I am considering replacing the mechanical fuel pump with an electric one. Where should I locate the pump on the truck and any recommendations as to which fuel pump to get? Is there anything else, besides removing the mechanical fuel pump and push rod and putting a cover over where the stand pipe goes, that I need to do?
Installing an electric fuel pump on a "traditional" engine requires that you buy a special fuel pump relay.
This relay activates for a few seconds when you switch ignition on. As soon at you start cranking relay is acivated ( by the LV side pulses from the coil negative) and stays energized as long as the engine runs.
If for whatever reason the engine stalls, relay drops out and pump stops.
Was standard equipment on many 70/90s european cars running K-Jetronic ( VW, MB and quite a few others)
It is also posible to use a pressure switch on the lube oil pressure.
I use electric fuel pumps along with the mechanical pumps on all three of my vehicles. I don't know if you're running 6v or 12v in your truck. However, I highly recommend the Airtex brand, like this one:
. This one is 6V, but there's a 12V available as well. You want this pump mounted as close to the hose at the bottom of the fuel tank as possible. There's no need to remove the mechanical pump. I have the electrical pump wired to a toggle switch that I added to the dash and turn on the pump before I start the vehicle and turn it off once I'm done driving. If you hide the toggle switch well enough, it could also act as a theft deterrent.
I run the Airtex E8016S, which is a low-pressure pump 12v, but I still run a regulator, the Holley 12-804. The pump is mounted in the DS frame rail, with the regulator on the DS inner fender. The reg needs to be well away from the engine because a diaphragm failure makes it squirt gas out the top -- don't ask me how I know...
On an EFI engine, if you lose fuel pressure, the engine stops virtually instantaneously. With a carb, the engine will easily run 20 - 30 seconds, depending which carb, engine load, etc. Assuming the problem is a fuel line rupture, you'll smell the fumes, or see the flames, long before the engine stops. The only benefit of a relay or the oil pressure switch is if there is an accident where you aren't capable of turning off the key, which is definitely a consideration. But it isn't 100% protection.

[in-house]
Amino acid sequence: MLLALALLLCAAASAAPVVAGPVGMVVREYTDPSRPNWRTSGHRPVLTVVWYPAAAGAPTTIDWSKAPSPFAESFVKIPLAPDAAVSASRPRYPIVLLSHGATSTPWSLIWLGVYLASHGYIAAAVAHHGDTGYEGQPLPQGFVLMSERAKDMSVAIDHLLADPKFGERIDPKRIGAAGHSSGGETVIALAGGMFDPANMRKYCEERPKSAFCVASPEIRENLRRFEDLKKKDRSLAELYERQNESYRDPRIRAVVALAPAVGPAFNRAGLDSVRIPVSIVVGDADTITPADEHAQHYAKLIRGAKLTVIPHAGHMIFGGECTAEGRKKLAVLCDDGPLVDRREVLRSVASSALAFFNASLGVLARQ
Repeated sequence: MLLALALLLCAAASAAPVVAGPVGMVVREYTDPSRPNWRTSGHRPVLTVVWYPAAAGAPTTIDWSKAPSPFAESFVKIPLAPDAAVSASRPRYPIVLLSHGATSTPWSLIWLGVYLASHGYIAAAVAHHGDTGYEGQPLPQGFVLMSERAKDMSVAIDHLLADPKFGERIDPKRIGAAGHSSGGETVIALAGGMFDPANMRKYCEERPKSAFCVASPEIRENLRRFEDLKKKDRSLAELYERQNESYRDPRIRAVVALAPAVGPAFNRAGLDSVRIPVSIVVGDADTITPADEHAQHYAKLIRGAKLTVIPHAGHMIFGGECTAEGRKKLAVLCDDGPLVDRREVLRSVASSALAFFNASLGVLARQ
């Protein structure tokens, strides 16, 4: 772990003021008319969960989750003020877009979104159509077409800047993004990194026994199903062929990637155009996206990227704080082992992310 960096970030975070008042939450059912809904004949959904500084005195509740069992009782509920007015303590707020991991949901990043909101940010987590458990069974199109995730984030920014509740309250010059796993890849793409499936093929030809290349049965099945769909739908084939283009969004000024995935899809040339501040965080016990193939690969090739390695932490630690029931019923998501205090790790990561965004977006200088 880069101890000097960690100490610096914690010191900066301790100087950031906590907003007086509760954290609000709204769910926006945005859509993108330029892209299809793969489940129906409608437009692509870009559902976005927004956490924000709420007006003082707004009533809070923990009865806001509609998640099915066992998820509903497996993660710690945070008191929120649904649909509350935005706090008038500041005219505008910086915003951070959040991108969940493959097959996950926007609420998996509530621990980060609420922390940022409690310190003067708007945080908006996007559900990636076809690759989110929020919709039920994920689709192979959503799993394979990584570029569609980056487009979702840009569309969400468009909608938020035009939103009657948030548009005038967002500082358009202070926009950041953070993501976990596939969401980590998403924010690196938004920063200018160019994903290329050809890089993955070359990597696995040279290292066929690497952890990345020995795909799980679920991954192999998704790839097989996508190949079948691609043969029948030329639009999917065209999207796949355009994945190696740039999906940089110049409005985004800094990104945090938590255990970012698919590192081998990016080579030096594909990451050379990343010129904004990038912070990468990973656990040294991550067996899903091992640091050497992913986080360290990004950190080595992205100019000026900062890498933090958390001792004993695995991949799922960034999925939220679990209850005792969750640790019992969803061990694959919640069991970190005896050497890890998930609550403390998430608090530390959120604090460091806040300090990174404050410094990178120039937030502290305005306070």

Thanks for all your input. One more question. If gas gets past the diaphragm of the mechanical lubricator will it leak into the crank case? Had the truck out last week and noticed gas leaking from around the fuel pump. The ran great and continued to run while I was trying to locate the source of the leak, I think fuel was leaking through the diaphragm and coming out the at the base of stand pipe.
Well after checkin' the relay in my 92 that ain't gonna work. And hearing Aarons plight with his pump leaking I think I'll go the electric route. The cost would be around 70 bucks which isn't so bad.The pressure switch and regulator are a must.The specs on the reg. said it was set at @2.7 lbs at the factory. Did you guys have to adjust it up or down at all?Also what did you do about the mechanical pump. Sorry Aaron for jackin' your thread but I guess we're both looking for the same answers.By the way my mom was born in Point Pleasant many moons ago.S'pose I have a little hillbilly blood too. But any ways thanks fellas.